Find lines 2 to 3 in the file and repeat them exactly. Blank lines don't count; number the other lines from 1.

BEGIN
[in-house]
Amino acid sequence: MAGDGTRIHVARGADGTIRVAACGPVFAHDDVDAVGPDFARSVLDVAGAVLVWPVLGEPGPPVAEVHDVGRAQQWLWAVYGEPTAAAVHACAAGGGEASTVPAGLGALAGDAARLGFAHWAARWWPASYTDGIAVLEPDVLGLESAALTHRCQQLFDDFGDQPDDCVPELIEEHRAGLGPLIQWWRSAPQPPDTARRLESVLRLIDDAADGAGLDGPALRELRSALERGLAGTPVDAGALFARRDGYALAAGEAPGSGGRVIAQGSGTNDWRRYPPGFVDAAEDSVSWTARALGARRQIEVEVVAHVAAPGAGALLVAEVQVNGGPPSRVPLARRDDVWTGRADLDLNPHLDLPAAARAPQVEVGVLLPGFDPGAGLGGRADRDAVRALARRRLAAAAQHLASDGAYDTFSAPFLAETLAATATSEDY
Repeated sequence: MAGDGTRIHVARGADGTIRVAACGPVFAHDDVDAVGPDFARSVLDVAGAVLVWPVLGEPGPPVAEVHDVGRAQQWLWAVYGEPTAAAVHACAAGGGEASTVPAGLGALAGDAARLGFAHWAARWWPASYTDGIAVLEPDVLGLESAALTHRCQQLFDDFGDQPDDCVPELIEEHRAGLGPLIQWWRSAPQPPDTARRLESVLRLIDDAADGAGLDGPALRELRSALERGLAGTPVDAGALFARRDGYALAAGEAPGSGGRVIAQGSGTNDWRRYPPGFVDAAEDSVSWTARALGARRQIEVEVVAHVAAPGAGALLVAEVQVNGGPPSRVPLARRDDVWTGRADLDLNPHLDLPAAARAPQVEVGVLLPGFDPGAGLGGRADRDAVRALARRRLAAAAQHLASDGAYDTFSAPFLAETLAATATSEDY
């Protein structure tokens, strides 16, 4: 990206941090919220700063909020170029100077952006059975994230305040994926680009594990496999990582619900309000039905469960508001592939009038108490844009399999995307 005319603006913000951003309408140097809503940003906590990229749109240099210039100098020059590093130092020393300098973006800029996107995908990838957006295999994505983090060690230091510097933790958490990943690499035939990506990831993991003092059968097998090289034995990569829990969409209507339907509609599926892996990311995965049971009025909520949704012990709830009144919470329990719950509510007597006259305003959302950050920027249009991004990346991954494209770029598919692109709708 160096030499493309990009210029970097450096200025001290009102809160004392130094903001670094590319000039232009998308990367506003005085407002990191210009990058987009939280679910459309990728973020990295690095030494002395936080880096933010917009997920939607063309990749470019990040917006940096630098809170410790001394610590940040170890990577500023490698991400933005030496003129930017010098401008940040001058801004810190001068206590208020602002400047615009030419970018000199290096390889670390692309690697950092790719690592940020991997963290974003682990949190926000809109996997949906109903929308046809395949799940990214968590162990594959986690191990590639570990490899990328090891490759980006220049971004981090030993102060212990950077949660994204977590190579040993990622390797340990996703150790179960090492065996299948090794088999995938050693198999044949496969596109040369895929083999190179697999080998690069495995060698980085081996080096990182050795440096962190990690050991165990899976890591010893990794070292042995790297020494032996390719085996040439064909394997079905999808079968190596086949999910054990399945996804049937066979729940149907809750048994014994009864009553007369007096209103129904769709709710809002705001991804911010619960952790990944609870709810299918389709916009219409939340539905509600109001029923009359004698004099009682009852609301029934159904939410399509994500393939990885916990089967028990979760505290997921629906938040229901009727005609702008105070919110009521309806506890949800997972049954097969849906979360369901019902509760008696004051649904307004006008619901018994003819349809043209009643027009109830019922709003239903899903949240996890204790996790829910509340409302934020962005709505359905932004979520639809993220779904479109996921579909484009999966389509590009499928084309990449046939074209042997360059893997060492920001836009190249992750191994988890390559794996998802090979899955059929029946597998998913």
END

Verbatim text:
Amino acid sequence: MAGDGTRIHVARGADGTIRVAACGPVFAHDDVDAVGPDFARSVLDVAGAVLVWPVLGEPGPPVAEVHDVGRAQQWLWAVYGEPTAAAVHACAAGGGEASTVPAGLGALAGDAARLGFAHWAARWWPASYTDGIAVLEPDVLGLESAALTHRCQQLFDDFGDQPDDCVPELIEEHRAGLGPLIQWWRSAPQPPDTARRLESVLRLIDDAADGAGLDGPALRELRSALERGLAGTPVDAGALFARRDGYALAAGEAPGSGGRVIAQGSGTNDWRRYPPGFVDAAEDSVSWTARALGARRQIEVEVVAHVAAPGAGALLVAEVQVNGGPPSRVPLARRDDVWTGRADLDLNPHLDLPAAARAPQVEVGVLLPGFDPGAGLGGRADRDAVRALARRRLAAAAQHLASDGAYDTFSAPFLAETLAATATSEDY
Repeated sequence: MAGDGTRIHVARGADGTIRVAACGPVFAHDDVDAVGPDFARSVLDVAGAVLVWPVLGEPGPPVAEVHDVGRAQQWLWAVYGEPTAAAVHACAAGGGEASTVPAGLGALAGDAARLGFAHWAARWWPASYTDGIAVLEPDVLGLESAALTHRCQQLFDDFGDQPDDCVPELIEEHRAGLGPLIQWWRSAPQPPDTARRLESVLRLIDDAADGAGLDGPALRELRSALERGLAGTPVDAGALFARRDGYALAAGEAPGSGGRVIAQGSGTNDWRRYPPGFVDAAEDSVSWTARALGARRQIEVEVVAHVAAPGAGALLVAEVQVNGGPPSRVPLARRDDVWTGRADLDLNPHLDLPAAARAPQVEVGVLLPGFDPGAGLGGRADRDAVRALARRRLAAAAQHLASDGAYDTFSAPFLAETLAATATSEDY